Can Echinacea treat a cold: The debate goes on

The popular herbal remedy Echinacea has been around now for many years and has been the source of much controversy over whether it works or not. Echinacea is extracted from the Eastern Purple Coneflower, which is found in North America, and has long been used as a herbal remedy for the common cold. Echinacea works by fighting viruses, which cause up to 95 per cent of all colds and flu, and studies suggest it can also boost weak immune systems if swallowed.

Common colds are caused by a range of viruses that result in the familiar symptoms of a runny nose, cough, and sore throat and sometimes complaints of headache and fever. The authors report that the common cold is the most prevalent disease in Western civilisation, with substantial related healthcare costs, so a medication to reduce this disease burden would be welcomed.

Now in new research carried out by Cardiff University’s Common Cold Centre (UCCC), 750 patients found that taking three daily doses of the common remedy for four months, reduced the number of colds and duration of the illness, by an average of 26 per cent. They said, “The treatment also cuts the number of recurrent colds suffered by people with weak immune systems, or a history of catching several bouts each year by 60 per cent.”

Previous studies had suggested that Echinacea could soothe symptoms and cut colds short, but there was only limited evidence it could prevent the illness from ever taking hold. The new study by the UCCC suggests that taking Echinaforce, a common form of the herb extract, could not only reduce the risk of colds but also the amounts of paracetamol patients took while ill.

The study was published in the open access, peer reviewed medical journal, Evidence Based Complementary and Alternative Medicine. This was a was a randomised, double blind, placebo controlled, clinical trial designed to assess the safety and benefits of Echinacea purpurea (Echinacea) extract, in the prevention of common colds.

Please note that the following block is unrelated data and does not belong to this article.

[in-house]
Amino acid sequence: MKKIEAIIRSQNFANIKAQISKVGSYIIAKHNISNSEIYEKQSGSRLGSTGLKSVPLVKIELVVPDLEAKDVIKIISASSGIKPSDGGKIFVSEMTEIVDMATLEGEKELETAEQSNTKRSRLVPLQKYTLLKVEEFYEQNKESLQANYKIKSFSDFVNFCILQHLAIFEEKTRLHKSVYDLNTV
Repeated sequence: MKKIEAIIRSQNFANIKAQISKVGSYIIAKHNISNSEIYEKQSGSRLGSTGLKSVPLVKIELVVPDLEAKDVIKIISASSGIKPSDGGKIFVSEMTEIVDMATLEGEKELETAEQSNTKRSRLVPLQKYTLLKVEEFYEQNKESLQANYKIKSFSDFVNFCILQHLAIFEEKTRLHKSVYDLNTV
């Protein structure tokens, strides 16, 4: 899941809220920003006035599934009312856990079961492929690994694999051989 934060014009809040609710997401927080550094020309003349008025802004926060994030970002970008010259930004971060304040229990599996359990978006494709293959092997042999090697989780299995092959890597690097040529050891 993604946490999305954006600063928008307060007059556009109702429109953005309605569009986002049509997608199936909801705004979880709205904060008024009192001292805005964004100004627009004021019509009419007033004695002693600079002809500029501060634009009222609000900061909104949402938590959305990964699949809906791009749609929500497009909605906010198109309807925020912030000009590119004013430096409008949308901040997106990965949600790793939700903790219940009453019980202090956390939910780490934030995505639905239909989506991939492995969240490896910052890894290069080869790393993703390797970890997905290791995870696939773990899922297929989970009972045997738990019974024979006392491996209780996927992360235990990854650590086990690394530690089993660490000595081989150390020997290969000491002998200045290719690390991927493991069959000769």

This study appears to show that giving healthy adults Echinacea every day for four months, may result in an average 26% reduction in the combined number and duration of cold episodes, compared to placebo over the same period. Actually, these findings are not unexpected. A study from the University of Connecticut published in 2007 found that people who took a preparation of Echinacea, reduced the number of colds from which they suffered by 60 per cent; and if they did catch cold, the illness lasted 1.4 days fewer than if they did not take the preparation.

It is only honest to point out, however, that other trials for example, one led by a researcher from the University of Virginia in 2005, have been negative. As is almost always the case, further research is needed. This randomised control trial was well designed and had a good sample size (755 participants); however, there are a number of irregularities in the reporting of the study findings that cast a shadow of doubt over the results, such as:

  • No declaration of funding and only partial disclosure of conflict of interests
  • No results table
  • Limited reporting of unpleasant side effects
  • No estimates of error around the results reported
  • Selective reporting of results

In conclusion, based on this study alone, it is not clear whether taking Echinacea prevents cold episodes, though it does suggest it may reduce their duration. Further research is needed to confirm or refute these findings and also to see if they also apply to people with long term health conditions such as asthma.

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